Self Study in the Art of Music
A Remarkable Interview Secured Expressly for The Etude Music Magazine
with the World Famous Virtuoso Pianist and Composer
"WHO NEVER TOOK A LESSON"
"Knowledge, Breadth, Character, Culture, Education and Thoroughness are the Great Determining Factors in the End. It Makes No Difference Whether you Get These in School, College, Conservatory or Not--Get Them You Must or Suffer the Consequences."
"Better Not Concern Oneself About the Moderns Until the Classics Have Been Mastered. If You Want to Bathe in Music, Don't Worry About the Greeks of Musical Art When There are Oceans of Bach, Beethoven, Mozart and Chopin."
What is "Self-Taught?"
"THE VERY WORD 'self-taught' may easily lead to misunderstandings which are difficult to correct. In a broad sense, all artists of high achievement are 'self-taught,' notwithstanding the fact that they may have spent years with teachers. On the other hand, there is some difficulty in conceiving one who is wholly un-taught. We are all susceptible to impressions that come from the outside. We may not receive direct instruction through regular lessons; but we absorb ideas and information from all manner of sources. Often this process goes on unconsciously. It does seem, however, that there are some people who have such marked innate gifts and understanding of basic artistic principles that it is difficult to account for their achievements unless one is to accept the oriental theory of re-incarnation.
How, for instance, is one to explain the genius of Mozart or of Schubert? In mere childhood they were developed far beyond their elders. Surely no teacher could possibly have taught them all that they knew in such a brief period. It should be remembered, however, that these are altogether exceptional cases. The ordinary music student cannot be judged by them any more than Richard Wagner's measure can be taken by comparison with the average man.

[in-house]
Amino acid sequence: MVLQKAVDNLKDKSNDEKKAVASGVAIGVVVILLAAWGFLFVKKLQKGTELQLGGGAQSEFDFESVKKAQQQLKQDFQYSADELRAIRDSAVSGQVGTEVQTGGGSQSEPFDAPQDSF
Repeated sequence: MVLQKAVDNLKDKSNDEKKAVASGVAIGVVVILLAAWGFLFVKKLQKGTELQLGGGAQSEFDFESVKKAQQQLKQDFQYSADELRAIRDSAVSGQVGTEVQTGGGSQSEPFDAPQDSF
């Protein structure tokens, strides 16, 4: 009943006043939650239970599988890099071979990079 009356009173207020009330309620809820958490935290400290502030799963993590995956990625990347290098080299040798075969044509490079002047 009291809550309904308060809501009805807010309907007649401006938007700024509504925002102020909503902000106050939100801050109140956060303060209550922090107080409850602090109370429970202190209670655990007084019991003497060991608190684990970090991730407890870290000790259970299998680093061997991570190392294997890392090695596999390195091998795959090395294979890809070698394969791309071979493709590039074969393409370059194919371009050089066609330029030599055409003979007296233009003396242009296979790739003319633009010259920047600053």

"With the majority of pupils, a thoroughly schooled and ably trained teacher can shorten their periods of work enormously and spare them from making fatal blunders in the path of progress. Even here, however, every frank teacher will admit that the pupils who make the real advance are those who realize that their success must depend upon their own initiative, hard work and the preservations of their personalities as artists. The pupils must lend himself to the teacher's leadership; but, if he imagines that a great teacher with a great name will carry him to triumph unless he (the pupil) supplies ninety per cent of the effort (the motive force), he is doomed to disaster."
"NOW HERE is an astonishing thing. Although I never practiced studies and exercises of any kind in the ordinary sense, I achieved a peculiar reputation as a great technician. But I make a marked distinction in the matter of technic. To me technic should include everything that has to do with the craftsmanship that leads to a beautiful, artistic and soulful performance. The finger mechanism is to my mind only a small part of technic; for the word should embrace phrasing, touch, expression, nuance, rhythm and so forth.
In a similar manner I had thatI have a reputation for being a contrapuntist. This is equally curious. During my friendship and association with Saint-Saens (who even went so far that he wanted to adopt me, give me his name and will me his fortune), I found that this great French master made it a practice to spend a certain time each day working out contrapuntal exercises. He continued this practice even until his advanced years. I have never done a contrapuntal exercise in my life. Of course, in my work in composition I have devoted serious attention to the weaving of the various melodies into contrapuntal designs in the musical tapestry. That is the art of music in its highest form--but, as for contrapuntal examples, of the school-book type. I have never written one."
to be continued...